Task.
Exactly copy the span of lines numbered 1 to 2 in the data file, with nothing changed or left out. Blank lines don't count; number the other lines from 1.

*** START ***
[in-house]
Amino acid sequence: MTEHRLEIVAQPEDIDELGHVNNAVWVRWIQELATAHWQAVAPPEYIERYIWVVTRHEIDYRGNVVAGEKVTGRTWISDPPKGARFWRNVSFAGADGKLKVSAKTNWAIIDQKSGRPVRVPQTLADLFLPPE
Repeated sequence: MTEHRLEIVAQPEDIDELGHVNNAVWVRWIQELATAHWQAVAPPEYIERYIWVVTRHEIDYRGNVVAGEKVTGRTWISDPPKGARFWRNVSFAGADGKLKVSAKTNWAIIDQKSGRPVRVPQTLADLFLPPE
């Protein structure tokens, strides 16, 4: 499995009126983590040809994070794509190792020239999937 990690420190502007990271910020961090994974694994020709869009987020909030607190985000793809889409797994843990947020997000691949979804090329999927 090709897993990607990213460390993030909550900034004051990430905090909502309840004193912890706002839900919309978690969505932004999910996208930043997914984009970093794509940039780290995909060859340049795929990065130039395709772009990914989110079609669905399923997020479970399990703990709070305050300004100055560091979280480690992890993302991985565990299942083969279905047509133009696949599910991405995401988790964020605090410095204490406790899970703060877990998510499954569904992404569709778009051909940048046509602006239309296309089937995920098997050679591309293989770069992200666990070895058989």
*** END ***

[in-house]
Amino acid sequence: MTEHRLEIVAQPEDIDELGHVNNAVWVRWIQELATAHWQAVAPPEYIERYIWVVTRHEIDYRGNVVAGEKVTGRTWISDPPKGARFWRNVSFAGADGKLKVSAKTNWAIIDQKSGRPVRVPQTLADLFLPPE